All posts by Nermien Riad

About Nermien Riad

Nermien Riad founded Coptic Orphans in 1988 after volunteering for an orphanage in Cairo. When she saw that most of the children had living widowed mothers who simply couldn’t afford to feed them, she gathered family and friends to sponsor children in Egypt. Today Coptic Orphans works through a network of 400+ church-based volunteers in Egypt, who visit fatherless families in their homes and make sure they get everything they need to unlock their full potential. That way, they don’t have to get married off as child brides, work as 10-year old family breadwinners, or go to live at an institutional orphanage.

‘Jesus Makes them Happy’ — Serve to Learn Volunteer Monika Toma from Vienna Austria on Serve to Learn Kids

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Dear Friends,

Applications for the Serve to Learn Jan 21 – Feb 11 trip are due Oct 15. So if you’re thinking about applying, do it soon, because time is running out fast! For those of you who don’t know what Serve to Learn is, allow me to explain it to you. It’s really quite simple. 
Serve to Learn is a three-week service trip for youth from all over the world to teach kids in Upper Egyptian villages through a variety of fun games and activities. See? It’s super simple, just apply, volunteer, and let the kids’ love and faith change you forever.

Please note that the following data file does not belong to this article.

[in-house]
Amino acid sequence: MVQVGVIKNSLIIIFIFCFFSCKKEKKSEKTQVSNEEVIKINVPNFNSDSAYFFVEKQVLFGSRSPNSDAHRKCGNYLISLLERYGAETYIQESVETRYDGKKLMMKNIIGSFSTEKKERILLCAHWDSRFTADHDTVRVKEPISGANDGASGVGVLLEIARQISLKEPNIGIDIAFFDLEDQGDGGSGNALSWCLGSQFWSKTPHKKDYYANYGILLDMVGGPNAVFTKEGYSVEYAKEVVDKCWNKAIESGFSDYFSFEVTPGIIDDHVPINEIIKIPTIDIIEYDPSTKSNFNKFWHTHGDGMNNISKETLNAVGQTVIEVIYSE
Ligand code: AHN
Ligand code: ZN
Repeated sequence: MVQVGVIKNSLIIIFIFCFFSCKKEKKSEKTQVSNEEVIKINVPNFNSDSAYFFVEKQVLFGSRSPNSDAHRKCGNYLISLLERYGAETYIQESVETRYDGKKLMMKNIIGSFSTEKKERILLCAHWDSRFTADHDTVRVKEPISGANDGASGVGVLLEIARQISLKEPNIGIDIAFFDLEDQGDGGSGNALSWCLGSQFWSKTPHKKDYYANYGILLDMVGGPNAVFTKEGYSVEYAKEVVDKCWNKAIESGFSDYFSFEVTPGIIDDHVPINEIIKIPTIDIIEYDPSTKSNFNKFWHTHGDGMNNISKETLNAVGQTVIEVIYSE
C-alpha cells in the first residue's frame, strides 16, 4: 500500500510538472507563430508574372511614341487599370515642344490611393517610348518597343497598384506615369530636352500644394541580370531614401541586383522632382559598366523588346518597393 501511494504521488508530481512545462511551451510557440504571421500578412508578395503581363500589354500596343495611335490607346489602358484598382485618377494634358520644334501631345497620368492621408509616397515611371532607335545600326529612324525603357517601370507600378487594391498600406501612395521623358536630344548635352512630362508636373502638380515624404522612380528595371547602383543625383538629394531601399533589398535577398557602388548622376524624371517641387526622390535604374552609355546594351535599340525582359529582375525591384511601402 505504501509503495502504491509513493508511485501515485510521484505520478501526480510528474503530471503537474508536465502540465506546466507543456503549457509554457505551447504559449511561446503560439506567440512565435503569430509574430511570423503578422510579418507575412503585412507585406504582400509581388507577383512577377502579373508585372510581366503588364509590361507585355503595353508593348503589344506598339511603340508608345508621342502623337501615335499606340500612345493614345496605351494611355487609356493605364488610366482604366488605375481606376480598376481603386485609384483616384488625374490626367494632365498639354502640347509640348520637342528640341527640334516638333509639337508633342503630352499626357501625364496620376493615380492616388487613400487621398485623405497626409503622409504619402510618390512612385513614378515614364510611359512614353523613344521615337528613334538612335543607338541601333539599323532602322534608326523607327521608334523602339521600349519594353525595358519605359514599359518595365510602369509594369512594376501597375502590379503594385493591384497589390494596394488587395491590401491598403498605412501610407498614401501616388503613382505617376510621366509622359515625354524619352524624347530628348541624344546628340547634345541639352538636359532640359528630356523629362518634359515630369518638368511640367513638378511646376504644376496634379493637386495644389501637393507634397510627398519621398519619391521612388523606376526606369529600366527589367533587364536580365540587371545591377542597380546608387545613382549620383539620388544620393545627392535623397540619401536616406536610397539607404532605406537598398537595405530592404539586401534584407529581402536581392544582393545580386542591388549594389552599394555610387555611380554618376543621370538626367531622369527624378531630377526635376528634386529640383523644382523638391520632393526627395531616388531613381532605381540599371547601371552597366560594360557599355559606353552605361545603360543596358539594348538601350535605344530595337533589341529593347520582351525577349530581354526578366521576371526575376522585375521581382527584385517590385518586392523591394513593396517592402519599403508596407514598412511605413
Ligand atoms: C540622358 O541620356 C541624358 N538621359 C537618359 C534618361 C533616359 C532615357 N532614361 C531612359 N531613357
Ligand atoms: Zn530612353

Speaking of simplicity, this “A picture is worth 1,000 words” blog post by 2016 Serve to Learn Monika Toma from Austria shows you exactly how beautiful the simplicity of the children can be. And how much we have to learn from their pure and simple love for Jesus.

— Nermien

Who’s in this photo?

Two elementary school boys from Mallawi, Egypt.

Where was it taken?

In my classroom.

What’s happening in the photo?

They were both drawing a picture of Jesus during playtime. Both were really focused and trying so hard to get it perfect.

How did you feel when it was taken?

I felt sooo proud and happy because those two used to always want to go out and play football [soccer] outside. Every time we asked what they wanted to do, most of them shouted “Nel3ab koora!” (“We want to play soccer!”). Then towards the end of the second week, these two boys came to me and asked if they could draw a picture of Jesus instead of going outside. My heart was just so full of joy at this sight.

Why do you want to remember this moment?

So that I remind myself of how much more those children teach us than we teach them. Their love for Jesus is just so pure and admirable.

If you could help people understand one thing with this photo, what would it be?

You don’t need a lot to make those kids happy. Jesus makes them happy.


Interested in learning more about Serve to Learn? Check out our page and our video, which gives a snapshot of the program!

If this “a picture is worth a 1,000 words” blog makes you want to read other Serve to Learn stories, here are Pheobe Azer‘s and Ryan Wasson‘s. If that’s not enough, you can read Serve to Learn  interviews with Toni, JohnGabyMinaAndyVeronikaDavidBen, Kirollos, MariamAlex, and Mirelle. You may also enjoy these video interviews with Nadine RoffaellPeter Wassef and Mary Loka.  Any questions you’d like to ask a real human being? Call or email us at 703-641-8910 or at info@copticorphans.org